The market for streaming services has become saturated. It’s an arms race, as our favorite corporations gobble up every IP that isn’t nailed down before their competitors get there first. If dedicating an entire show to a C-list character from your dad’s favorite movie was an art form, they’ve perfected it.
What was once a new and innovative model has become stale. There’s no one-stop shop for streamed shows anymore, nothing is under the same roof, but don’t worry, we have a solution.
The Old Deal
It wasn’t always this way. Once upon a time, Netflix was the only name around. Back then, Netflix attracted users to the platform with free trials and other shiny objects, but mainly those free trials. It worked so much that Amazon Prime used the same model, offering free months. Many businesses still use it, gambling website MrQ offers 20 free spins, and it’s a business model that very much works. Free stuff always gets people on board.
Amazon Prime Video and Hulu were around back then but The Boys and The Handmaid’s Tale hadn’t come out yet, so nobody cared. Netflix ruled the roost, as reported by Wired. Alas, as Netflix scraped by with a meager value in the tens of billions, they couldn’t wow investors with growing user numbers anymore. Tragically, user growth doesn’t translate into more tens of billions. Netflix cancelled the free trial and in 2019, Disney+ launched and quickly abandoned a similar scheme a year later.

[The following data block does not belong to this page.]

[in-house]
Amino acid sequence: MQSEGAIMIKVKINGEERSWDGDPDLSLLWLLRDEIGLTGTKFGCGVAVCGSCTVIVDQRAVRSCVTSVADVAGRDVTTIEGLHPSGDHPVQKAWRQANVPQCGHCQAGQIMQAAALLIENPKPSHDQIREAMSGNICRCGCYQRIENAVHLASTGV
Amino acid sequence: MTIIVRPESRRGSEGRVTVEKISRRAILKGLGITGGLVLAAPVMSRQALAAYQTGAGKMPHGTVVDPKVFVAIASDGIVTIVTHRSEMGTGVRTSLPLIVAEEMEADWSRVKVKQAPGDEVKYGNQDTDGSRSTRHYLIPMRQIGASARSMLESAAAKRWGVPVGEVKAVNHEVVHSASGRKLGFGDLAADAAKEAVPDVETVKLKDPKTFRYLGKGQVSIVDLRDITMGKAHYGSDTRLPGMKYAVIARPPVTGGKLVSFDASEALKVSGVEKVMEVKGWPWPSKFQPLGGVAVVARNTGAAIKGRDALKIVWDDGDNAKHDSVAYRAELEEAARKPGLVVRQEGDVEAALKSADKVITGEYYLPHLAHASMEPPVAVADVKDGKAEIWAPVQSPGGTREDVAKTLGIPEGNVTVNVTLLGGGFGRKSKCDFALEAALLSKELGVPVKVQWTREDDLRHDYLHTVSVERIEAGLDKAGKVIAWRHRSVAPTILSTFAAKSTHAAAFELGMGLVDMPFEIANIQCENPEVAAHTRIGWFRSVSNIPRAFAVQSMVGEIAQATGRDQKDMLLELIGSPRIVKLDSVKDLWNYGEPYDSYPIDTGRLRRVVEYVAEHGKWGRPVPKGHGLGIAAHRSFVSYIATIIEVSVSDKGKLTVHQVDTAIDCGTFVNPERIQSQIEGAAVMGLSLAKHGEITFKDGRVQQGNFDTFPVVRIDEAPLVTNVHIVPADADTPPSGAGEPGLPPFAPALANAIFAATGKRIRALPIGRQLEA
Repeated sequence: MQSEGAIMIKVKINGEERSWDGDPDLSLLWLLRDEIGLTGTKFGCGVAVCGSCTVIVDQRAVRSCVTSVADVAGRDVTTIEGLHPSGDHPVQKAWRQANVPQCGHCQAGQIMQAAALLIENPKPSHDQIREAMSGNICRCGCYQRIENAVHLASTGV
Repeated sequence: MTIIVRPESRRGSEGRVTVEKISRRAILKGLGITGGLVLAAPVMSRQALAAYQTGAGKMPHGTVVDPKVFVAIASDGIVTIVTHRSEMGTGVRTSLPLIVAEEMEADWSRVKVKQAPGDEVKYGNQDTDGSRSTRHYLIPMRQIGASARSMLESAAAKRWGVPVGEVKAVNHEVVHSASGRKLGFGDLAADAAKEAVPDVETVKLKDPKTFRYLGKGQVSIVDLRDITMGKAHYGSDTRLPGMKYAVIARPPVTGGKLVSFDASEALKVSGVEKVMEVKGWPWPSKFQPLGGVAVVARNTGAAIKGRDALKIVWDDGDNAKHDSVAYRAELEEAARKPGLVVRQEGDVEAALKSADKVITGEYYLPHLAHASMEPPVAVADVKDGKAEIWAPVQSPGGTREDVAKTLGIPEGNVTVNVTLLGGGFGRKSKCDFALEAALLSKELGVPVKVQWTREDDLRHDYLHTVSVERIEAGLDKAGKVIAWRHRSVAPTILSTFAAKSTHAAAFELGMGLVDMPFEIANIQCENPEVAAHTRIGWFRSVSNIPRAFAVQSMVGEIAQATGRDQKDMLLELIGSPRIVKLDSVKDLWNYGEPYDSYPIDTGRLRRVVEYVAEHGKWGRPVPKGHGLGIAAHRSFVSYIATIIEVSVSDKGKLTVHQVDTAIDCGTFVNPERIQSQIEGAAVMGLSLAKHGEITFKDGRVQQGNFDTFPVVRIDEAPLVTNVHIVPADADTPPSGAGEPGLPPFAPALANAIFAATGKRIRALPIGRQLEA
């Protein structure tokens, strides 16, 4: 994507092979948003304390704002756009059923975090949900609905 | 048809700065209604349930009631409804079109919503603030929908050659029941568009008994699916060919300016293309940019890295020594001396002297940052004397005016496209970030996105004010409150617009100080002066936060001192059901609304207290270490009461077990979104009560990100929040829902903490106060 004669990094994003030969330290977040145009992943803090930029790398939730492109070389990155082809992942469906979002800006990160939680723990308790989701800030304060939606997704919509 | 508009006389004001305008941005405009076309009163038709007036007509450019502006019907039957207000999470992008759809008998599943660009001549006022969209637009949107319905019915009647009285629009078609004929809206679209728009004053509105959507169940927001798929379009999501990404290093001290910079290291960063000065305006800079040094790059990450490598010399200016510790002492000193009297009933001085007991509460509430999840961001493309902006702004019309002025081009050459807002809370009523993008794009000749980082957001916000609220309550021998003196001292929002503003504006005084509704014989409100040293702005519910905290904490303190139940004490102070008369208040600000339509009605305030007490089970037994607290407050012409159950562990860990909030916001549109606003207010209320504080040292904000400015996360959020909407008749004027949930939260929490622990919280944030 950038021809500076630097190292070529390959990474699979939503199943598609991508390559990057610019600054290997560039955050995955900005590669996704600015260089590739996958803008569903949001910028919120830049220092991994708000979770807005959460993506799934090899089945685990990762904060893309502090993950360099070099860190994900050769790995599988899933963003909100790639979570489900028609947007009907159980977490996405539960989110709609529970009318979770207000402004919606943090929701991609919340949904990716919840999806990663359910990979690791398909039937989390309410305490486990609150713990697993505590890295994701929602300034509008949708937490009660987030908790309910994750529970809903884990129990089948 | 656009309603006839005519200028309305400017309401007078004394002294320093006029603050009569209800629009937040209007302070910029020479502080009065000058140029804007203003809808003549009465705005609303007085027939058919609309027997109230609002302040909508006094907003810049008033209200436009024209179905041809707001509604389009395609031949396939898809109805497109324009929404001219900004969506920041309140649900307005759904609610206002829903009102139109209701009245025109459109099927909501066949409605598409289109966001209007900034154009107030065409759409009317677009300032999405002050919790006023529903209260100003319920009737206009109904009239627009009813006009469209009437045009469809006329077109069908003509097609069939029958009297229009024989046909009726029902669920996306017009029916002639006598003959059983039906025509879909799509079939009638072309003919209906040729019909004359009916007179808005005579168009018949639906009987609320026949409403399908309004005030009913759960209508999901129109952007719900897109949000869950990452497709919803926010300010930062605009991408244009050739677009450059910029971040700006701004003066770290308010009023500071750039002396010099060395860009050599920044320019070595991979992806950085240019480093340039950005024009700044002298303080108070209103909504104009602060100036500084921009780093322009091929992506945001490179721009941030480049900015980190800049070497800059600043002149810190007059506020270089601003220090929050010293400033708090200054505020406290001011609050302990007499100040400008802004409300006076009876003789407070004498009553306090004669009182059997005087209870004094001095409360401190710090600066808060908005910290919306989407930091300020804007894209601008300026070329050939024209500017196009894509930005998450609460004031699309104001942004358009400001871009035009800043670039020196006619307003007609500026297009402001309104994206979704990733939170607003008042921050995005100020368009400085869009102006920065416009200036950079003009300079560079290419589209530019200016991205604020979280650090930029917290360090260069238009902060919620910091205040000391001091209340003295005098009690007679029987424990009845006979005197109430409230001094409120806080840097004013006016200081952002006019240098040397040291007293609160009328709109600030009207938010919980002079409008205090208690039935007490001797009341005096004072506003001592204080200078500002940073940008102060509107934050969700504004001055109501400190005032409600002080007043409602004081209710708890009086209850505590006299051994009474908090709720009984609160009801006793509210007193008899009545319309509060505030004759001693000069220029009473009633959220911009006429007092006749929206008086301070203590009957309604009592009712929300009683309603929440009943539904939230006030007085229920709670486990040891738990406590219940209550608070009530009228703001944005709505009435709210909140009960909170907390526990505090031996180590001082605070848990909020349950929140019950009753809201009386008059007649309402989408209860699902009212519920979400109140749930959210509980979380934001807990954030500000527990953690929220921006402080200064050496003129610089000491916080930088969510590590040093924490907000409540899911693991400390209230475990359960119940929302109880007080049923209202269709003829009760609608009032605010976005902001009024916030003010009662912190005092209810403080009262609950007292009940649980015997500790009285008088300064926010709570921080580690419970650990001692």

Disney Plus no longer offers free trials, just before Hamilton release https://t.co/VkXQ4CFuQP pic.twitter.com/4lvksT2xWh— The Verge (@verge) June 19, 2020
Now Netflix and Disney are just two large fish in an ever-widening pond. That’s a pretty way of saying they are competing with twenty others to be that special service you ignore because you’re staring at your phone instead. With each demanding a price, streaming is no longer the cheaper alternative for watching TV. This will be a problem for all streaming services if more keep springing up.
Netflix recently lost 1 million subscribers in Spain, according to Kantar. Only time will tell if they find them or not but, in the meantime, Netflix is expected to push even more away with its password crackdown. Expect other streaming services to follow in search of profitability, or maybe it’s just peer pressure, who knows?
Dividing content across two dozen streaming services, each charging for the privilege, is a great way to turn a large audience into a small one. While the suits believe ditchers will come crawling back and that a smaller audience can still be profitable, but it’s a bold claim, and a big risk to take. Especially when there’s a better solution.
What if cooperation is better than competition? What if our streaming services got together and chose compromise, coming together to be more powerful than ever? They could all plug into one giant mega-service. It’d be big, so maybe they’d need to come in a box with satellite hardware supporting it. Then they could make money with lucrative ad deals that play between shows, with the lion’s share of the revenue going toward the most popular shows and the services offering them. It would be a cheaper, fairer platform for consumers while giving streaming services access to a much larger audience. Everybody wins!
If it’s coming in a box, it’ll probably be more reliable if we use wires instead of our fickle internet connections. Not everybody has great internet, after all. We could call it something memorable, something short and trendy, like “cable.”